Teacher, Rebecca Sipe gives many reasons why service learning is beneficial and is more than simply, “doing time.” According to Sipe, the various benefits of service learning include, academic development, cognitive development, career development, social development, personal growth, increased civic mindness, motivated, involved students, collaboration and research opportunities, and reduced behavioral disruptions. Other proponents of service learning claim that it improves student learning, helps students understand the responsibilities of living in a democratic society, and addresses important social problems facing communities. All of these benefits might seem possible from service learning, but all are qualitative benefits and cannot really be measured to prove the fact that there is any real benefit from service learning.
While service learning has many supporters, it also has many who disapprove of it. Some academics feels that service learning dilutes the curriculum by consuming student time and energy that could be better spent in traditional academic pursuits such as library work or research. I know that many pharmacy students feel the same way. They would rather spend more time on learning about drugs and pharmacy than volunteering their time at a soup kitchen. Another criticism of service learning is that the true impact of the projects to the community. This is also a common problem with service learning. Although sixteen hours may seem like an eternity to some students, the truth is that more time must be put in for students to do something real and truly develop skills such as communication skills.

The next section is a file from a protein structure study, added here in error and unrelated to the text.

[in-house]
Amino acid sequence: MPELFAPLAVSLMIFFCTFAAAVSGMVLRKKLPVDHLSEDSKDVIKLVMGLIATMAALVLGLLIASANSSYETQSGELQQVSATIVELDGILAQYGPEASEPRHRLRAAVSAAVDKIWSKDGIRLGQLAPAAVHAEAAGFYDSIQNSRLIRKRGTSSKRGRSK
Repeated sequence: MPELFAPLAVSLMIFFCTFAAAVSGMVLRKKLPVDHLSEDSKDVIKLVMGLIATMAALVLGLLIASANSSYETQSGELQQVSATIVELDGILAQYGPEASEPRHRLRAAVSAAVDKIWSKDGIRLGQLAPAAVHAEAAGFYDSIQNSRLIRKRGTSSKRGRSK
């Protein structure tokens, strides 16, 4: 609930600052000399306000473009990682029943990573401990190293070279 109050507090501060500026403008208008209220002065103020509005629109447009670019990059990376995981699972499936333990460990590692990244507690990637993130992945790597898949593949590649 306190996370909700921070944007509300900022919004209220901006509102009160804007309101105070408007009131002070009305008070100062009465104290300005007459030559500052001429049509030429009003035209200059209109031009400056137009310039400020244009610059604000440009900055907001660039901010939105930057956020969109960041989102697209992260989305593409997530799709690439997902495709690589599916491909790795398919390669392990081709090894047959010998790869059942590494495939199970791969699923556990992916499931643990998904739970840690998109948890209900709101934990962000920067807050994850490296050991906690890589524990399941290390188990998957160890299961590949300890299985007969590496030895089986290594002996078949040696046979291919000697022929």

Although there are numerous faults with service learning, there are many benefits apparent that can help students. But, this is only possible if the course is structured and implemented into the curriculum appropriately. This must involve the faculty to evaluate the community sites and have the school and the organization have an agreement on what types of work the students will be doing. For example, the University of Texas has an agreement with the sites that the students go into that mandates interaction of the students and the people that organization serves. The faculty should also assist the student in the goals that are to be accomplished at the site. Rebecca Sipe continues in her article about how to have a beneficial service learning experience. She maintains that successful service learning projects are built on three key elements. First, the project should provide meaningful service to others and this service must meet the needs identified by both the school and the community organization. Second, the service learning project must provide clear connections to the goals for the class. Finally, service learning projects must provide ample time to allow self-reflection of the experiences. This will allow ongoing and in-depth learning.